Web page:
Could Ron Johnson Be the Next Republican Leader in the Senate? He Isn’t Saying No.

Experts say it’s unlikely, but “nothing seems totally out of the question” amid the uncertainty of the Republican party

by PETER CAMERON, The Badger Project

When Sen. Mitch McConnell, Republican of Kentucky and the longest-serving Senate leader in history, announced he would vacate that position starting in November, the jostling for the top spot began.

Sen. Ron Johnson, in his third six-year term representing Wisconsin, is not currently in the six-member Republican Senate leadership team. On Monday, The Badger Project asked Johnson’s office if he would seek the top spot, and his spokeswoman, Kiersten Pels, said this in an email:

“Currently, Senator Johnson is attempting to lead a process to develop a consensus on what the (Senate Republican) mission is, what principles will guide it, and what goals are achievable. In other words, what (do Senate Republicans) stand for and what will members fight for? He is hoping leaders will emerge from that process.”

She also didn’t say no. 

Johnson has refused to publicly say no to the question at least one other time. But if he wants it, securing the top spot will be difficult for Johnson, experts say.

“I don’t think that this is very likely,” said Joseph Heim, a political science professor emeritus at UW-La Crosse in an email. “He has not shown significant leadership skills and the ability to persuade others. He seems more like a loner than a leader.”

Joseph Heim, a professor emeritus of political science at UW-La Crosse. Photo courtesy of The Badger Project.

Johnson’s handling of things like the “fake elector” issue could also cause him problems, Heim noted.

An attorney for then-President Donald Trump gave Johnson paperwork in early 2020 from fake electors in Wisconsin in an attempt by Trump to falsely declare he won the state. Johnson was asked to give the paperwork to Vice President Mike Pence before his ceremonial duty to certify the election on Jan. 6.

Despite evidence to the contrary, Johnson has denied he knew what was in the packet.

Johnson “has become an influential voice in his party because of his outspoken nature and eagerness to weigh in on issues even when his position is unpopular,” said Barry Burden, a UW-Madison political science professor and the director of the Elections Research Center there, in an email.

Barry Burden, professor in the Department of Political Science and director of the Elections Research Center at the University of Wisconsin-Madison, is pictured on Feb. 24, 2017. (Photo by Bryce Richter / UW-Madison)

“But Johnson is unlikely to become party leader because he has not developed a network of trusting relationships with his colleagues,” Burden continued. “Although fellow Republicans often appreciate his bold critiques of Democrats and other authority figures, Johnson has not shown himself to be a coalition builder who carefully attends to the concerns of his Senate colleagues. He tends to oppose measures that are moving forward rather than finding ways to bring them to fruition.”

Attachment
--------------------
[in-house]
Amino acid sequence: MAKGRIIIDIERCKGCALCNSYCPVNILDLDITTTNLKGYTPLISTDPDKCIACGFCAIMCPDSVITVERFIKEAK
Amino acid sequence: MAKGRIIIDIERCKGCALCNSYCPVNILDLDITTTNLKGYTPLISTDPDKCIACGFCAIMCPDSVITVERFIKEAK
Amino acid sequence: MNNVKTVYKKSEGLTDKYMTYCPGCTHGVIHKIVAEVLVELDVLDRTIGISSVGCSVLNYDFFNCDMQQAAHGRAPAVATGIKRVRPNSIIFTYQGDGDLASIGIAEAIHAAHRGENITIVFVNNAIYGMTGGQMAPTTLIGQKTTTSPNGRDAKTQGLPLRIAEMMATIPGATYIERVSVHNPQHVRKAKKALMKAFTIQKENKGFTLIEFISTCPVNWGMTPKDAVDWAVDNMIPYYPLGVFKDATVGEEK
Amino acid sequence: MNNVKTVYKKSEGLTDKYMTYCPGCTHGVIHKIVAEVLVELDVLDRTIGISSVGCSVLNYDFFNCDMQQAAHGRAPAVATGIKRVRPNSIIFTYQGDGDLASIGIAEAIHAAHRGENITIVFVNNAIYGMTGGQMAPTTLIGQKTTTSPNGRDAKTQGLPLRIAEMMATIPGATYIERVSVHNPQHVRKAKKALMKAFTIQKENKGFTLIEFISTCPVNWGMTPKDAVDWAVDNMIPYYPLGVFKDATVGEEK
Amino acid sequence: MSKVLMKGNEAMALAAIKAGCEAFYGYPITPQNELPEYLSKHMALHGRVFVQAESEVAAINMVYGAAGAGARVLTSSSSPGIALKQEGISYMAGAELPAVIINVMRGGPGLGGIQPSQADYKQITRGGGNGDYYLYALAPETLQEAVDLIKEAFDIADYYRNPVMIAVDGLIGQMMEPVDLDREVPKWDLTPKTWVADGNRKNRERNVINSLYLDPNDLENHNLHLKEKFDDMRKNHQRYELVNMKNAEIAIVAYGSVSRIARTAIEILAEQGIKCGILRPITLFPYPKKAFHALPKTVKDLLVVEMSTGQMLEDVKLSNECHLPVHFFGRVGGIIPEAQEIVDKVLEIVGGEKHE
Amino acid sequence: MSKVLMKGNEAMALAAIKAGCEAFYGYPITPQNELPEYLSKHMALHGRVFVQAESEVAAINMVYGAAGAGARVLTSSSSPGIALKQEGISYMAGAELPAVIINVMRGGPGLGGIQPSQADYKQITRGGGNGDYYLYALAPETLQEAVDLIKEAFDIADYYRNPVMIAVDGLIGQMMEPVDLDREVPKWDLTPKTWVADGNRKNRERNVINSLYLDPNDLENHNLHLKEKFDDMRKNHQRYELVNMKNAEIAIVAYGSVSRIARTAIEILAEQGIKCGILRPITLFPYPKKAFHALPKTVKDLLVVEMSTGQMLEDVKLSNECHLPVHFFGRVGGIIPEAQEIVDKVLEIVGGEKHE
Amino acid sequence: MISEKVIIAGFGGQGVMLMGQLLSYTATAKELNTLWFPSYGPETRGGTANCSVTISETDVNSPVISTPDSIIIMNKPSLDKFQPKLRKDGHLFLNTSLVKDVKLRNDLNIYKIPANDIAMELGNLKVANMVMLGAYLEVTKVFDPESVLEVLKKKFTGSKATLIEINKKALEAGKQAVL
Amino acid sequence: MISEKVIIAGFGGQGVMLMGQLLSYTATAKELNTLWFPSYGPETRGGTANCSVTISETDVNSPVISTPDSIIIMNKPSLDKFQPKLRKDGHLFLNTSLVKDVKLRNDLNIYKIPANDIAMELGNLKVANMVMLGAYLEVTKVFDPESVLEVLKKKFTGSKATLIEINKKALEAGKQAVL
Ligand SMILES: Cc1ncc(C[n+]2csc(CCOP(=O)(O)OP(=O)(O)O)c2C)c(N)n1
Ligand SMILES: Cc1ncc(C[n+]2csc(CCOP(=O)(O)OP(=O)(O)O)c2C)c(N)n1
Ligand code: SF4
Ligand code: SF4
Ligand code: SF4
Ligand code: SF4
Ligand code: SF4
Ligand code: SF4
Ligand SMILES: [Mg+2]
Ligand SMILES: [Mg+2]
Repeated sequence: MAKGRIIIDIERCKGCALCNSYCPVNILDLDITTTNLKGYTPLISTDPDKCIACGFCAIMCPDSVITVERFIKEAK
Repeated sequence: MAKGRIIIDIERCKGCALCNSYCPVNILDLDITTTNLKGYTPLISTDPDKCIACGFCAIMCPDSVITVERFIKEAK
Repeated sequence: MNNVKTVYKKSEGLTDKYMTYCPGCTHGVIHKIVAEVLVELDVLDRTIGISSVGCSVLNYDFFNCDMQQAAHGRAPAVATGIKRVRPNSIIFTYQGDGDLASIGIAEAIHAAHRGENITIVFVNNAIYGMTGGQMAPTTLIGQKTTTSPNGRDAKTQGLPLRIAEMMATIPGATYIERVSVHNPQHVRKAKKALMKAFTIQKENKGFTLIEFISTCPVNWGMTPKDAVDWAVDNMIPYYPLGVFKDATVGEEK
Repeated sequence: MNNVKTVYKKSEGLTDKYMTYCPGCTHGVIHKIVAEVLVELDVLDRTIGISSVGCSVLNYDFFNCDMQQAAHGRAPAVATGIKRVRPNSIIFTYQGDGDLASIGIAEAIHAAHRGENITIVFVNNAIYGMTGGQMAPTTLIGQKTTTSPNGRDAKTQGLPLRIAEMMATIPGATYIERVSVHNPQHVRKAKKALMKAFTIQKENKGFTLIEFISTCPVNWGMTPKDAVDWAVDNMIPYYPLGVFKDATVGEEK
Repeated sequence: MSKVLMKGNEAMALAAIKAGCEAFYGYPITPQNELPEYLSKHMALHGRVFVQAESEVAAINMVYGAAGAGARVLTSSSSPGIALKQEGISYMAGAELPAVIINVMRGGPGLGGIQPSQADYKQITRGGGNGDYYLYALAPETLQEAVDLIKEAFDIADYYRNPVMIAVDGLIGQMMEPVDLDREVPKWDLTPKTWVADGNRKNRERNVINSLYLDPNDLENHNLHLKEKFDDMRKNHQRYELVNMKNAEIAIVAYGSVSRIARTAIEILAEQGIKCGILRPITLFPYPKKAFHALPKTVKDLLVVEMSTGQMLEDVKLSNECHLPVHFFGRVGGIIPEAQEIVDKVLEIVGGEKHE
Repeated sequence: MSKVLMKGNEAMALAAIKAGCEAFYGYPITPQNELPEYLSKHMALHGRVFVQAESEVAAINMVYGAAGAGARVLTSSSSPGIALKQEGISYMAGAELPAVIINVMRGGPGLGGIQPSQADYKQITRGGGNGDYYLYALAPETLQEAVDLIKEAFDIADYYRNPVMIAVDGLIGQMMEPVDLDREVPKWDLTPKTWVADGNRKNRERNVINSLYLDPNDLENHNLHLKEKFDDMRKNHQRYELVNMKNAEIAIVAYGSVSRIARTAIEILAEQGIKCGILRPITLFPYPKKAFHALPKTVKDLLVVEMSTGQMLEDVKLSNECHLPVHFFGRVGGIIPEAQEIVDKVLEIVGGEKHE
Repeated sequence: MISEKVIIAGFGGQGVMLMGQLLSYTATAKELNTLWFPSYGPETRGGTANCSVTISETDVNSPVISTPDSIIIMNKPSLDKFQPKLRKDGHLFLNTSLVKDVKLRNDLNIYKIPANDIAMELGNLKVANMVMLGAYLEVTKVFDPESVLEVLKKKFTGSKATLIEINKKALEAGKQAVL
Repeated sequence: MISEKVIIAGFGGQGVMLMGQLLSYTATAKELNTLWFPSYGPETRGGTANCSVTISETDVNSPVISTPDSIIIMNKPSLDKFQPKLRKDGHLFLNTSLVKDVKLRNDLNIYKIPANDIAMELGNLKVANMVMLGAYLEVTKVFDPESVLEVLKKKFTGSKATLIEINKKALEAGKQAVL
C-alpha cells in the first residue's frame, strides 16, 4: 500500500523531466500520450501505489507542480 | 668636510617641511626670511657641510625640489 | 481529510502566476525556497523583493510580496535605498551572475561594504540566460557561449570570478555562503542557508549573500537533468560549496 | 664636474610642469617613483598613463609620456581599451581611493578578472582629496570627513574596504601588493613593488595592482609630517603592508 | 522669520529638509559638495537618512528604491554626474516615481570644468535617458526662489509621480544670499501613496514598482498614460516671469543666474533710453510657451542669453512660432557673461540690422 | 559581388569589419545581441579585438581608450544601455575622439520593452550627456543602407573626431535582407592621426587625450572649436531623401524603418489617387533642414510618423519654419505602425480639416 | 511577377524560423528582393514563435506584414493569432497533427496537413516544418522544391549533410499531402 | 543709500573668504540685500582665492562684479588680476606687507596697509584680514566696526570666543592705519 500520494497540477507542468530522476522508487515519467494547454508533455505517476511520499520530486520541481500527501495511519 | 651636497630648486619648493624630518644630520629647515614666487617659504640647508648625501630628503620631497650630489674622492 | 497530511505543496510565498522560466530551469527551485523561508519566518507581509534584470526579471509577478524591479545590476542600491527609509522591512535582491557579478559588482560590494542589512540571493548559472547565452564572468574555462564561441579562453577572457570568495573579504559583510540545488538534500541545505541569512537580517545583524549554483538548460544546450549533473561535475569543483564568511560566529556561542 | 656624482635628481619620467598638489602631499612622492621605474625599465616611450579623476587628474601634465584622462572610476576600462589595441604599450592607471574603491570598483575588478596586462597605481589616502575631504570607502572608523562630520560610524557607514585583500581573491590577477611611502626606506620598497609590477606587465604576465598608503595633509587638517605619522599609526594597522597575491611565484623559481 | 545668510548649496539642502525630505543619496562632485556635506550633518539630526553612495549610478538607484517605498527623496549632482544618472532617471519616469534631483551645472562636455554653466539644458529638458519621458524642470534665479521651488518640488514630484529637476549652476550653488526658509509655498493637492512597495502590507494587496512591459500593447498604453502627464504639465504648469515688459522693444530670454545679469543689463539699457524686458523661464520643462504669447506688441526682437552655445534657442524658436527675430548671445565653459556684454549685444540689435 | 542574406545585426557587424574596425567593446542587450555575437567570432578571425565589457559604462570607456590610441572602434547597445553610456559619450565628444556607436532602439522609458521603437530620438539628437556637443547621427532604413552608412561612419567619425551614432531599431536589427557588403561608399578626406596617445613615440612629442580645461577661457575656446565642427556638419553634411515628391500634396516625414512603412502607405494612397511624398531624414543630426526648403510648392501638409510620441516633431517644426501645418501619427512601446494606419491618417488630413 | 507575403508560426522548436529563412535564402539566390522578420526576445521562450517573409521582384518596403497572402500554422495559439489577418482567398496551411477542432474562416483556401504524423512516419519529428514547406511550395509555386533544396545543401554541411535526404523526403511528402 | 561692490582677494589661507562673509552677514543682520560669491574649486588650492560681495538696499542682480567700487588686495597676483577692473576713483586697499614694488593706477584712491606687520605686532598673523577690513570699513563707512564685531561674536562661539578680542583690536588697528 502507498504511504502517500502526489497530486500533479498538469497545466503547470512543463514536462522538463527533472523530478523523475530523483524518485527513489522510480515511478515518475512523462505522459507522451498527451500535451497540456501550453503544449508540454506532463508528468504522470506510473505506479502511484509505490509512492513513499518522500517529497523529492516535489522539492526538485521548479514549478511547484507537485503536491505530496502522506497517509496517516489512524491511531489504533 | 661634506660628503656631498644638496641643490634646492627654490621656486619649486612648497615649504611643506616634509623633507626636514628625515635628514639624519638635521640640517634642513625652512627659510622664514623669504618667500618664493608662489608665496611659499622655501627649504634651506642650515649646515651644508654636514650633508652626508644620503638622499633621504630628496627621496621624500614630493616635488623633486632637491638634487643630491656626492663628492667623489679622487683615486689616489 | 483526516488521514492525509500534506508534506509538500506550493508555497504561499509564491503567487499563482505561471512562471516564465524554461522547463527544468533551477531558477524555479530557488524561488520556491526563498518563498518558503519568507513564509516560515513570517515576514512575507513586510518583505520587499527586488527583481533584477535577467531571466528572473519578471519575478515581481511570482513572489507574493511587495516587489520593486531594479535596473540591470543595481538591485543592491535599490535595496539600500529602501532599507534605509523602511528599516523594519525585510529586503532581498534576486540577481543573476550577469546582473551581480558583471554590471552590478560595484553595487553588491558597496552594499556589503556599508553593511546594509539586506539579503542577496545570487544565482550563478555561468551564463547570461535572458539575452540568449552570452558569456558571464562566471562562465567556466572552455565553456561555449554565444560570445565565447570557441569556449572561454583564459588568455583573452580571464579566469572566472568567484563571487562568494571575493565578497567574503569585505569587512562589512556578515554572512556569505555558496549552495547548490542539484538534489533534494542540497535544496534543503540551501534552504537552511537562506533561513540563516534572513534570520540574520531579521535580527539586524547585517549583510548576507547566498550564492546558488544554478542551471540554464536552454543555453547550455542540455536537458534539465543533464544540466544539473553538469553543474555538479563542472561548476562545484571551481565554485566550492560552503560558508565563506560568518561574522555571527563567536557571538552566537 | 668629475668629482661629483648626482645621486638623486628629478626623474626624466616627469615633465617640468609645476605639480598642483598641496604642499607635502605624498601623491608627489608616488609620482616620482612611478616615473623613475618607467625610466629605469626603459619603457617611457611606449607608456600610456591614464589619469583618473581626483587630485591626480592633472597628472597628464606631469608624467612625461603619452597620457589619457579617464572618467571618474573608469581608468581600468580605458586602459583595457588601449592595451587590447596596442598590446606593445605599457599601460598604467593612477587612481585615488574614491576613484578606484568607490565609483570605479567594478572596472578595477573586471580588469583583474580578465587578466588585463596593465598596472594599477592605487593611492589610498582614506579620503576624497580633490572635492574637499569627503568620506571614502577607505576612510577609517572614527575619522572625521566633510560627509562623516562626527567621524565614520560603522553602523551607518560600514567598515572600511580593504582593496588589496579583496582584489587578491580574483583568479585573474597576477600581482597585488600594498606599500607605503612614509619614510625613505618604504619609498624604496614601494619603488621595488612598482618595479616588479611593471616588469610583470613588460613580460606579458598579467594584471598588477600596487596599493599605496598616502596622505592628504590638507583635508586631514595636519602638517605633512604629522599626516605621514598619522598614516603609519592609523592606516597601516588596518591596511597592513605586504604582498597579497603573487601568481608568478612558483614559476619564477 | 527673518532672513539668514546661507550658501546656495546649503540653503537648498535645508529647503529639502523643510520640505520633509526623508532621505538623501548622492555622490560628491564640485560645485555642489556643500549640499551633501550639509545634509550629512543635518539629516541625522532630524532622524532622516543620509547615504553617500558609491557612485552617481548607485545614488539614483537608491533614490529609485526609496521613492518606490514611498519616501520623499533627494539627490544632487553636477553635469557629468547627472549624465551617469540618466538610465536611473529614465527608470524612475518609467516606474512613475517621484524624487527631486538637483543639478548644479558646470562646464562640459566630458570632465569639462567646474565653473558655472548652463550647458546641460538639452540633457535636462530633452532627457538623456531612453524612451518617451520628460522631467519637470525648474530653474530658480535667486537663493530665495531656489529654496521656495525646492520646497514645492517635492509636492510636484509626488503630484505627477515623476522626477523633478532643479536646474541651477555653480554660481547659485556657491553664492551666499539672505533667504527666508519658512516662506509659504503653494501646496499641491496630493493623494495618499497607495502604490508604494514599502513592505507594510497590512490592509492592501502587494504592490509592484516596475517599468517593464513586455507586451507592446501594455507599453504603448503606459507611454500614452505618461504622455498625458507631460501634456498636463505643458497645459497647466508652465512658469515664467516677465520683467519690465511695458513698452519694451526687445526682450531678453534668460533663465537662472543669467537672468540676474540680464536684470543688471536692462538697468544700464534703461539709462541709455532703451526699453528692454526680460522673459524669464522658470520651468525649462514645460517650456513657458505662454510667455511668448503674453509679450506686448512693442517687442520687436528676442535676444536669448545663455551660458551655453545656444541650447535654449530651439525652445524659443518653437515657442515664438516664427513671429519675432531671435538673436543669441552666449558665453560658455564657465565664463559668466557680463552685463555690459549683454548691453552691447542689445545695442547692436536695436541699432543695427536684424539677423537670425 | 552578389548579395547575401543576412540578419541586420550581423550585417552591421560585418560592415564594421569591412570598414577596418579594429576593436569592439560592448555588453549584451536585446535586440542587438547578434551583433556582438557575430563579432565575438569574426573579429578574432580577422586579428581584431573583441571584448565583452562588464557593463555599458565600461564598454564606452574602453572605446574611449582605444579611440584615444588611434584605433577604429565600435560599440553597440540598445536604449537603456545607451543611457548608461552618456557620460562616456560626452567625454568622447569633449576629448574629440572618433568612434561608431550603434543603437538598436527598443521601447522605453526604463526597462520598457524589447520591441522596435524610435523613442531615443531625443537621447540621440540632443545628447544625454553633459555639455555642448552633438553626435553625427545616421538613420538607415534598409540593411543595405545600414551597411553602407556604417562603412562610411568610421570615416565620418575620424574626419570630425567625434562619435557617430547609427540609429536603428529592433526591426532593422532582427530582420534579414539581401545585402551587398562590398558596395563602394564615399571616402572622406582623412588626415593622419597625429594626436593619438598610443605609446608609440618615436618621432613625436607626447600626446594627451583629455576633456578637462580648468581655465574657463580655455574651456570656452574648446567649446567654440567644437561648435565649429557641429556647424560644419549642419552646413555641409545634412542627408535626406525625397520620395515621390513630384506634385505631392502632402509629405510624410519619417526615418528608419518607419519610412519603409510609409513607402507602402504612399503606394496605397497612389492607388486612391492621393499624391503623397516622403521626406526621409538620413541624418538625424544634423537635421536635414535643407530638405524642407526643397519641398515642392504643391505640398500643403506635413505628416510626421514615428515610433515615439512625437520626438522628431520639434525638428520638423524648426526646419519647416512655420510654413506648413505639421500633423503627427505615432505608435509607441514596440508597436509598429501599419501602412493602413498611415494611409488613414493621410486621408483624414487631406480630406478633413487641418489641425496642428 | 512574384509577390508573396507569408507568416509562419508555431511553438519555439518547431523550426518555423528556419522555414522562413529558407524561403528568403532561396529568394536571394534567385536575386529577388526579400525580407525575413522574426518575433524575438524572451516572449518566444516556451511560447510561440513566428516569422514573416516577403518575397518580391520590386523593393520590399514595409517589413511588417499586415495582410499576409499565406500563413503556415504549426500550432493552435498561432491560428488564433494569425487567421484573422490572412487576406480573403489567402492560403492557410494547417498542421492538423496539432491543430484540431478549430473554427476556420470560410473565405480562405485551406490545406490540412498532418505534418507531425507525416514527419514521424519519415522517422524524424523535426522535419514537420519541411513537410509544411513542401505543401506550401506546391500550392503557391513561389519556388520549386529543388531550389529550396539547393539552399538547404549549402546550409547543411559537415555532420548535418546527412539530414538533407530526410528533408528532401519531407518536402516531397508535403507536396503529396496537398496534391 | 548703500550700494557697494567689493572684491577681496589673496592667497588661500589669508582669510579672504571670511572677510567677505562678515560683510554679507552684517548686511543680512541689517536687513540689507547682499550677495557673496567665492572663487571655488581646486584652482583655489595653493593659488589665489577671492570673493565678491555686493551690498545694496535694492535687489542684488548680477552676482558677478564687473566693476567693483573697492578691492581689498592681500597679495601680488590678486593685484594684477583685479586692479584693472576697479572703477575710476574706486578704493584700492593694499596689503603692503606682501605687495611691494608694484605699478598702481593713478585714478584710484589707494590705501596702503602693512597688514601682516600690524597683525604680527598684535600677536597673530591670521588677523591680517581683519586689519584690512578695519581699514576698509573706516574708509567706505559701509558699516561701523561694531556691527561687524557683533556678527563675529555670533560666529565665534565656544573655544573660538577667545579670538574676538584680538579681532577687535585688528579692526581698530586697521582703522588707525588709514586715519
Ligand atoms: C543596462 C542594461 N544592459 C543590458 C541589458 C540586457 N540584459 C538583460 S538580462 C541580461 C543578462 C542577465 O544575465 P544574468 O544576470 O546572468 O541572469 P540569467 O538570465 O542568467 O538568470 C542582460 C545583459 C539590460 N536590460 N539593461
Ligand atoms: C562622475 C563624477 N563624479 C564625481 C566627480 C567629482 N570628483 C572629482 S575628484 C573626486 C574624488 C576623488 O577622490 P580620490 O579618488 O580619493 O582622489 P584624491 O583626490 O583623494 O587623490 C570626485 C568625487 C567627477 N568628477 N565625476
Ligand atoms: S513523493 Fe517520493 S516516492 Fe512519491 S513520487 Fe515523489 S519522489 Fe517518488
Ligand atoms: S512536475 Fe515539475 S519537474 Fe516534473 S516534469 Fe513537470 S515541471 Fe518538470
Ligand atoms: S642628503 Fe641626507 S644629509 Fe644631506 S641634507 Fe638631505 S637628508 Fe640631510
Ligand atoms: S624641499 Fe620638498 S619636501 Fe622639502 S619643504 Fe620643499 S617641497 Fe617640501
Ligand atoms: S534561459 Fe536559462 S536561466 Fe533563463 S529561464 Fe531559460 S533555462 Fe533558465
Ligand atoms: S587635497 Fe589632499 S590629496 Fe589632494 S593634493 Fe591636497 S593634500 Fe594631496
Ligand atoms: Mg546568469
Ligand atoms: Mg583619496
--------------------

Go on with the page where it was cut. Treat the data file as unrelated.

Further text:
On a recent appearance on the right-wing cable channel Real America’s Voice, he gave his opinion on the direction of the GOP.

“You hear Republicans say, ‘We need to get a result. We need to effectively govern.’ To me, that’s almost code words for ‘We got to do Democrat-lite,’” he said. “I think we’d be far better off if we never passed another piece of legislation.”

Johnson’s net worth is estimated at $39 million, according to Open Secrets.

Currently in the minority in the Senate, Republicans have a favorable map in the 2024 election and could take back the majority. That makes the top leadership position even more enticing.

Both the majority and minority leaders in the Senate “serve as the spokesperson for their party’s positions on the issues and coordinate their respective legislative strategies,” according to the U.S. Senate website. They also must, of course, fundraise.

Sen. John Thune of South Dakota, the number-two Republican in the Senate behind McConnell, has announced his candidacy for leader, as has Sen. John Cornyn of Texas.

Sen. Rick Scott of Florida unsuccessfully challenged McConnell last year for his spot. The former governor has not announced whether he will seek the position yet.

While leaving his leadership role, McConnell says he will complete his term in the Senate, which ends in 2026.

To have a chance of winning an election among Republican senators for the top leadership spot, Johnson “would also need to commit to being a more active fundraiser to generate financial support for Republican senatorial candidates in a way he has not done in the past,” Burden said.

Heim noted that “no one seems to be a clear favorite, somewhat a similar situation that House Republicans faced after they ousted McCarthy.”

“So nothing seems totally out of the question,” he said.

This story is republished with permission from The Badger Project, a nonpartisan, citizen-supported journalism nonprofit in Wisconsin.